Our situation is that our neighbor across the street from us considers us a Nuisance (noise) As couples we have both to an arbitrator set up some guidelines and our neighbor is complaining and has a verbal complaint. He has documentation on paper?? We feel we are within our rights....help us !! We live in the Village Central Lake, Michigan we have been in the same location for 41 years doing the same thing over and over, again. Please give us some insight on what we can do??? Thank You, John & Mary,(XXXX last name)
Country relating to Question: United States
State (if USA): Michigan
talking to each other, arbitrator, verbal complaint from him to John
Thanks for the chance to help. I am an attorney with over 12 years experience. Hopefully I can help you with your legal question.Can you tell me what is the noise the neighbor is complaining of?
yes, our music is to loud for him. This has been on going since April 2010 and we have complied we also went as far as to take our speakers on our outdoor patio and insulated, garage door so everything is well contained in the garage. The patio is just outside our garage door...we,the arbitrator, and both couples signed an agreement to lower music and the times we have it on
Thank youCan you tell me, has he called the police regarding this? If so how many times and what was the response?
Yes, he has called the Village enforcement numerous times he has called them the first time was arbitrators then the 2nd of July of 2011 he came over to us and said we were way to loud. I called 911 NON-EMERGENCY to file Harassment charges because he just comes over at his will and they went and talked to him and everything again is loud which we got a verbal complaint from our law Officer Scott this morning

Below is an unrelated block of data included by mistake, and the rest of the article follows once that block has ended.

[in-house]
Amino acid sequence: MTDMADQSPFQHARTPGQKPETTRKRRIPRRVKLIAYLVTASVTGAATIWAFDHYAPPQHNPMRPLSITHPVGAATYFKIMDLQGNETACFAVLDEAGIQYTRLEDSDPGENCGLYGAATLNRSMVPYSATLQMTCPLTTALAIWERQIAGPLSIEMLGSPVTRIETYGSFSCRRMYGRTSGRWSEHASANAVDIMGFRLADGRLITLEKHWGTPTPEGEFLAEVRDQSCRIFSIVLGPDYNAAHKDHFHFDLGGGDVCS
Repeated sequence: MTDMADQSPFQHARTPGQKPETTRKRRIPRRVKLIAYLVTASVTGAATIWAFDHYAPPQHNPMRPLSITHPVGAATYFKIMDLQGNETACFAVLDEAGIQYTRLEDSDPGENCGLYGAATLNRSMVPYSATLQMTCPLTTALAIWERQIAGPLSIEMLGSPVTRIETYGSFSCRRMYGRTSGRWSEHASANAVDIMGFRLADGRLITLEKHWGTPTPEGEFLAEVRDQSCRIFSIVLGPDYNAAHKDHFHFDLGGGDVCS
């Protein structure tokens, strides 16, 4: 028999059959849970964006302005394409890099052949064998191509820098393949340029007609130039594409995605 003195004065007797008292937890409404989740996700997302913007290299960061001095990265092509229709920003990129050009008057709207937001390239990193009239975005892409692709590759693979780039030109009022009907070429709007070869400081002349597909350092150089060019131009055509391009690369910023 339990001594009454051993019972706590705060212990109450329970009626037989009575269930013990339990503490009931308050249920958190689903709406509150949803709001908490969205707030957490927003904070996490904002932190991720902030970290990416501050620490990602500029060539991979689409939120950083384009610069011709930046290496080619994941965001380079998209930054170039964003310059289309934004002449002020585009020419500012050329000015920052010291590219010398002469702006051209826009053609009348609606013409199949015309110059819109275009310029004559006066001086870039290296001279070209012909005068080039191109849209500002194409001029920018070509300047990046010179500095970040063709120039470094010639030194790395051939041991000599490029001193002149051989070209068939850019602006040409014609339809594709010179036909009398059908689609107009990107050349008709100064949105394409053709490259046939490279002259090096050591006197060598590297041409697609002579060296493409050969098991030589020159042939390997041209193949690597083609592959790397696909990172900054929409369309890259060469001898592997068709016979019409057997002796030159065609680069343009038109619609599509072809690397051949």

Thanksjust a moment please as I type this up...
It would be good to start with a bit of background information on "nuisance"Under the common law, persons in possession of real property (land owners, lease holders etc) are entitled to the quiet enjoyment of their lands. If a neighbor improperly interferes with this right, that can be grounds for damages (money).To be a nuisance, the level of interference must rise above the merely aesthetic. For example: if your neighbor paints their house purple, it may offend you; however, it doesn't rise to the level of nuisance. In most cases, normal uses of a property that can constitute quiet enjoyment cannot be restrained in nuisance either. For example, the sound of a crying baby may be annoying, but it is an expected part of quiet enjoyment of property and does not constitute a nuisance.So you raise a great question....what about playing music?The answer is covered by the standard of “reasonableness”....the question will be “is your music so loud as to be objectively unreasonable.In your case, if the neighbor can show that your music playing is so loud that an average person would find it unreasonable....then they can hold you liable. If not, then not.It really is as simple as that.So at your hearing, you will want to focus on that concept. Again, reasonableness.While your neighbor has a right to quite enjoyment, so do you. YOu have a right to enjoy your home and your music. But it must be objectively reasonable.Sp, if you are blasting heavy metal with windows open at all hours of the night and your neighbors hose is 50’ away? That is likely going to be held unreasonable.But occasionally cranking up the volume during the middle of the day? Not likely an issue.
How can there be proof of this if he is only supposedly documenting on paperwork???
It may be there is no proof. Now...were I the neighbor, I would use a video camera with sound to record. That would be proof.if they do not have proof? I suspect they may have a tough time proving the music was unreasonably loud.
Law Degree, 12 Years of trial experience
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